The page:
Belaunde, a relatively conservative populist, took office for a five-year term in July 1980 promising to liberalize and reactivate the statist economy created by the military.

"Something has been done, but it's less than needs to be done," said Ulloa, the former economy minister. "We haven't had any real growth to speak of for 10 to 15 years."

"As much as can be expected, we're coping with the situation," added Ulloa, who is expected to be a candidate for the 1985 presidential nomination of Belaunde's Popular Action party. "But it's difficult because people are not really prepared."

While Peru was afflicted by a flat growth rate and problems with its $11.5 billion foreign debt last year, it is the more recent natural disasters that have created the most serious problems.

Skewed by the irregular pattern of the nearby El Nino current in the Pacific Ocean, weather has wreaked havoc on Peru's northern and southernmost departments. Six months of heavy rains and flooding wiped out crops, bridges and roads and left more than 130 persons dead in five northern departments, and a drought destroyed the only yearly crop of most of the poor farmers in southern Peru.

Government officials estimate that $884 million in damage was done by the irregular weather and that 5 percent of Peru's economic product of last year was lost. Diplomatic reports estimate the loss of 11 percent of the agricultural and livestock production, including 34 percent of beef supplies, 23 percent of corn, 27 percent of potatoes and 20 percent of rice.

Despite a large government emergency program and international aid--including $25 million in special food grants and loans from the United States--government officials and relief experts say there is still a danger of deaths through starvation. Although the floods and drought ended in June, 620,000 people in three southern departments--out of about 1.1 million--are estimated to be "severely affected" by the drought and food shortages.

As in its fight against leftist insurgents in the south-central mountains, the government has lacked the basic resources to fully handle the problem. In both north and south, supplies and repairs are often slow to arrive and activists recently organized a general strike in the south to protest what they charged was inadequate government action.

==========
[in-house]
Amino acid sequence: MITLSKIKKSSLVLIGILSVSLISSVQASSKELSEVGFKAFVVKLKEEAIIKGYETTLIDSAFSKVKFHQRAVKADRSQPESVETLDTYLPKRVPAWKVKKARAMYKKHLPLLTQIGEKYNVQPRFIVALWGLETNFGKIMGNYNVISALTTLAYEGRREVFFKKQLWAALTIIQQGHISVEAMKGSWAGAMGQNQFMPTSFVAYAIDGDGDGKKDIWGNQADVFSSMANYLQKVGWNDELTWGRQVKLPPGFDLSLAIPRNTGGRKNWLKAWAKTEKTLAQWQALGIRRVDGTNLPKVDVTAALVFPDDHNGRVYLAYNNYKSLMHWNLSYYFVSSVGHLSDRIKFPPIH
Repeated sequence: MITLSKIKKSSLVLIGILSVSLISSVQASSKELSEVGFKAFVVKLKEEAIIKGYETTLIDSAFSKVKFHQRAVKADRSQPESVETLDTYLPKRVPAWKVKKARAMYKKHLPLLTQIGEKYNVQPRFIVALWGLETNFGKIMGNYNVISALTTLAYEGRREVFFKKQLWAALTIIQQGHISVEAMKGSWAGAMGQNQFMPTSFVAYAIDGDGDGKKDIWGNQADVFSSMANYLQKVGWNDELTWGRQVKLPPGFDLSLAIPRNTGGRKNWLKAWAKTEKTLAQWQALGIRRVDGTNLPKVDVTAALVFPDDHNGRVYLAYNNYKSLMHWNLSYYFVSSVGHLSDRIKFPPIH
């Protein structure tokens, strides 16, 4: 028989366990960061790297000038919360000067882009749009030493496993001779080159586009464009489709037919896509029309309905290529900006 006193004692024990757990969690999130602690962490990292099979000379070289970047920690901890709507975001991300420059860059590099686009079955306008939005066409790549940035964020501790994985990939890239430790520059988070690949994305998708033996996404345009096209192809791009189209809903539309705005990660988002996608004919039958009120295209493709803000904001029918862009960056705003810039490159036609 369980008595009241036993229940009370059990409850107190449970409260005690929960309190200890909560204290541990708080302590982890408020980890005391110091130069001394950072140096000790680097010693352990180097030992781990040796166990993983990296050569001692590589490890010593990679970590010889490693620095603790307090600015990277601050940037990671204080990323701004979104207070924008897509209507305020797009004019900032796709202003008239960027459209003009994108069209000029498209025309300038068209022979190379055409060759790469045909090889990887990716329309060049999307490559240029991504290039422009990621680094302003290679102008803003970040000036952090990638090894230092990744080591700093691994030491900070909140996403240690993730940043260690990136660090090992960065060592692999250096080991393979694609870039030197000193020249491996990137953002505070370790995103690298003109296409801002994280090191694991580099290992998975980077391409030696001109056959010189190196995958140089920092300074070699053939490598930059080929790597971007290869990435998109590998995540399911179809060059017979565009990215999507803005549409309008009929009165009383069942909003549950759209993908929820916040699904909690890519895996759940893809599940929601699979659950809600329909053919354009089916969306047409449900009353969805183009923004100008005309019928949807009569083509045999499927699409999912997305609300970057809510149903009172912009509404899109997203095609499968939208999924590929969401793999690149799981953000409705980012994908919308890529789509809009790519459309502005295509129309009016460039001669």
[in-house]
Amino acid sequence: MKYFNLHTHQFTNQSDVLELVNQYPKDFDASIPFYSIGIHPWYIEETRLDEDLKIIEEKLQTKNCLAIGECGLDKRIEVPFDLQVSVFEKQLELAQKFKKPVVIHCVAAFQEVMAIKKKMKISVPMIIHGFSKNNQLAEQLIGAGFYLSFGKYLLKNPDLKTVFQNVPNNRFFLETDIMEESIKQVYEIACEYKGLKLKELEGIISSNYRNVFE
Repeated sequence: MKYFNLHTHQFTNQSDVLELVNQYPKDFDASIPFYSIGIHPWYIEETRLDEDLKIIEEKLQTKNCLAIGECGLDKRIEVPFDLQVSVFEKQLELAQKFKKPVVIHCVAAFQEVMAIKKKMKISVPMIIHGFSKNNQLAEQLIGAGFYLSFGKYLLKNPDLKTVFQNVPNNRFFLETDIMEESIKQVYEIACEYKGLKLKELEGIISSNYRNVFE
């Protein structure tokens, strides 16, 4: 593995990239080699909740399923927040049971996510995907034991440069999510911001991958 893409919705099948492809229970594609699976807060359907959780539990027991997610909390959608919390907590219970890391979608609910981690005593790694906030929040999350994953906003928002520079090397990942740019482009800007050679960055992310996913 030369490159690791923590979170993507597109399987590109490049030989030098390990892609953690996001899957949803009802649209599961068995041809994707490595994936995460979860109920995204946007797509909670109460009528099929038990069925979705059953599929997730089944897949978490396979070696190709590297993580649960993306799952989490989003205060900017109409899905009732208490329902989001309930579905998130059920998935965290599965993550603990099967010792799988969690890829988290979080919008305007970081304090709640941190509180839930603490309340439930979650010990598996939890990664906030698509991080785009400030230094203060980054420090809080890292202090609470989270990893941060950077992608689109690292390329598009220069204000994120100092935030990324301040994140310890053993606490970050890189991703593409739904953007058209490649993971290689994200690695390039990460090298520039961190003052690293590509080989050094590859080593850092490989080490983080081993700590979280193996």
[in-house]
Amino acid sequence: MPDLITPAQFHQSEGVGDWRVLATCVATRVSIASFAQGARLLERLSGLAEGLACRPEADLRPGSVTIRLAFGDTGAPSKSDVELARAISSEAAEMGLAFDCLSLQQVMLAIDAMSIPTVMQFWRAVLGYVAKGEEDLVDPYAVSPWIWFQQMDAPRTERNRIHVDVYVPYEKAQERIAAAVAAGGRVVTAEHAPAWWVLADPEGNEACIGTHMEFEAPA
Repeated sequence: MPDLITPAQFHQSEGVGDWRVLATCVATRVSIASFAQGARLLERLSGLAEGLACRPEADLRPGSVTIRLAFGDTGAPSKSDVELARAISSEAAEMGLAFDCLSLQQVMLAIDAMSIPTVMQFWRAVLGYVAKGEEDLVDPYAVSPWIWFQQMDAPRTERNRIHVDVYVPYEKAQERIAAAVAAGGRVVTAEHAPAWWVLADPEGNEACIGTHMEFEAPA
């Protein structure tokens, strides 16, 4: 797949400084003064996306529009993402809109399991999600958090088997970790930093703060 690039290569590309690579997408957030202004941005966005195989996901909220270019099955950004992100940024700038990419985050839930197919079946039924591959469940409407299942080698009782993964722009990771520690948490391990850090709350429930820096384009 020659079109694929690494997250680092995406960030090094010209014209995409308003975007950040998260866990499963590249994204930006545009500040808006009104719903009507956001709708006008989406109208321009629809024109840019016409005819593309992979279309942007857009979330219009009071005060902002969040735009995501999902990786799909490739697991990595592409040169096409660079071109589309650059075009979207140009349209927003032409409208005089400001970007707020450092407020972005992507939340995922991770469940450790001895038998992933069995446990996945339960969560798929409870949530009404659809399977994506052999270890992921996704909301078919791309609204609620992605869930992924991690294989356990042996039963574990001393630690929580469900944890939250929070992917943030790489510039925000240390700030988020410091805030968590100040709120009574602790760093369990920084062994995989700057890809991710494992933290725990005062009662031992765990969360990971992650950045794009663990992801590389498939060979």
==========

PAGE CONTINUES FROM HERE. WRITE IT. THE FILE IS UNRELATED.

While the Shining Path movement now offers no serious military threat to the government, the psychological impact of its bombings in a year of crisis has been strong.

"It's when everything else is bad that turning the lights out counts," a diplomat said. "People tend to think that no one's in control."

For many politicians and analysts, the crisis has only been worsened by some of the policies of Peru's still-maturing political movements. Belaunde has been criticized for launching unsubstantiated attacks on the Roman Catholic Church, the foreign press and foreign-financed foundations, for allegedly helping the leftist insurgents or participating in an international campaign against Peru.

Many opposition leaders, meanwhile, have rejected government efforts to reach a consensus on such issues as the foreign debt and political violence, apparently hoping to capitalize on the crisis in municipal elections scheduled for November.

"There is a real lack of political maturity," said Luis Bedoya, the president of the Popular Christian Party. "Because of the freeze of military rule, people started in politics here in 1980 with the ideas of 1968. They haven't learned anything or forgotten anything. They are just caught in time."

Some diplomats and other independent observers believe that Peru already may have survived the worst of its problems. With the coming elections, political tensions will be channeled into a democratic path, they predict, and the incipient economic recovery in the United States will help push Peru out of recession.

Work already has begun on rebuilding bridges and roads destroyed by floods, and some economists predict that the disaster zones of this year will suddenly turn dynamic with the influx of reconstruction funds and jobs.

Long-suffering Peruvians can only hope they are right. For now, a diplomat said, "people tend to have the feeling that something has to happen to take the pressure off."